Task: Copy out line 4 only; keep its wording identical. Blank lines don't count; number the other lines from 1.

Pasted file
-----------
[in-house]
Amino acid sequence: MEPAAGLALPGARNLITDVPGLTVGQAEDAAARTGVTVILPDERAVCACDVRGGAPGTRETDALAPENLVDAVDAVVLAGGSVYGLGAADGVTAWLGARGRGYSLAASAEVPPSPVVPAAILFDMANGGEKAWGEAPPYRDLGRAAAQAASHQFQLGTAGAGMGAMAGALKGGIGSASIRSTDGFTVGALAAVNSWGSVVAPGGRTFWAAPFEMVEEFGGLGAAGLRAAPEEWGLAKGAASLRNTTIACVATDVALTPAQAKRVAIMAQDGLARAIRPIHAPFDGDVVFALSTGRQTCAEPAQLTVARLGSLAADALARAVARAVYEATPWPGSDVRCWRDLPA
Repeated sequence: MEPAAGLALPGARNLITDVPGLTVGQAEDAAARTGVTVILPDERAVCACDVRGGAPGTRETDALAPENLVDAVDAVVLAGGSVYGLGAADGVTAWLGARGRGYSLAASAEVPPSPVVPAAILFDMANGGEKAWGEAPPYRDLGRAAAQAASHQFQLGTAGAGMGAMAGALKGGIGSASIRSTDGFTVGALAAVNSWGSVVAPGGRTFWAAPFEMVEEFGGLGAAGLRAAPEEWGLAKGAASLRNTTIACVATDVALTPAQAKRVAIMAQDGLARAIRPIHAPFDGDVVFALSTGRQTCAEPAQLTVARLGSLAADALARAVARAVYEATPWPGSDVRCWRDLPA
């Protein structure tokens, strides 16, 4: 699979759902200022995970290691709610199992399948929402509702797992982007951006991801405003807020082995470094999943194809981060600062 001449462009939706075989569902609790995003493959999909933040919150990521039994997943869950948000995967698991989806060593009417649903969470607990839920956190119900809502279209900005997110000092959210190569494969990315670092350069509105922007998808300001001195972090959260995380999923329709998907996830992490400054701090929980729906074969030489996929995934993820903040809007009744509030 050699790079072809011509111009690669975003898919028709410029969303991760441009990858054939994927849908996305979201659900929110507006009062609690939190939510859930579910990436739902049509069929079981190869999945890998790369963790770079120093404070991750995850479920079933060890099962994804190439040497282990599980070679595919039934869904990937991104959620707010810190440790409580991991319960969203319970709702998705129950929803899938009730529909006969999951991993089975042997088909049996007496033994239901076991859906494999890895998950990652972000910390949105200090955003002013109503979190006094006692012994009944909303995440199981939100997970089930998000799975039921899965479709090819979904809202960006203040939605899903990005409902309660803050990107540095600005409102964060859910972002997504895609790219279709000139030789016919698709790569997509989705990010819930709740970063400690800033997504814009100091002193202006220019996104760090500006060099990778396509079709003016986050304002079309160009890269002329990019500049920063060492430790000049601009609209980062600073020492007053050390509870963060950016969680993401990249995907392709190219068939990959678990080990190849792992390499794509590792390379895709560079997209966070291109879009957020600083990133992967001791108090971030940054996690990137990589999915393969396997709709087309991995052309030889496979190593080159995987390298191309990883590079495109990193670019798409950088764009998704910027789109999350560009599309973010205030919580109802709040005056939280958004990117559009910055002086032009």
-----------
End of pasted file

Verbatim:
């Protein structure tokens, strides 16, 4: 699979759902200022995970290691709610199992399948929402509702797992982007951006991801405003807020082995470094999943194809981060600062 001449462009939706075989569902609790995003493959999909933040919150990521039994997943869950948000995967698991989806060593009417649903969470607990839920956190119900809502279209900005997110000092959210190569494969990315670092350069509105922007998808300001001195972090959260995380999923329709998907996830992490400054701090929980729906074969030489996929995934993820903040809007009744509030 050699790079072809011509111009690669975003898919028709410029969303991760441009990858054939994927849908996305979201659900929110507006009062609690939190939510859930579910990436739902049509069929079981190869999945890998790369963790770079120093404070991750995850479920079933060890099962994804190439040497282990599980070679595919039934869904990937991104959620707010810190440790409580991991319960969203319970709702998705129950929803899938009730529909006969999951991993089975042997088909049996007496033994239901076991859906494999890895998950990652972000910390949105200090955003002013109503979190006094006692012994009944909303995440199981939100997970089930998000799975039921899965479709090819979904809202960006203040939605899903990005409902309660803050990107540095600005409102964060859910972002997504895609790219279709000139030789016919698709790569997509989705990010819930709740970063400690800033997504814009100091002193202006220019996104760090500006060099990778396509079709003016986050304002079309160009890269002329990019500049920063060492430790000049601009609209980062600073020492007053050390509870963060950016969680993401990249995907392709190219068939990959678990080990190849792992390499794509590792390379895709560079997209966070291109879009957020600083990133992967001791108090971030940054996690990137990589999915393969396997709709087309991995052309030889496979190593080159995987390298191309990883590079495109990193670019798409950088764009998704910027789109999350560009599309973010205030919580109802709040005056939280958004990117559009910055002086032009």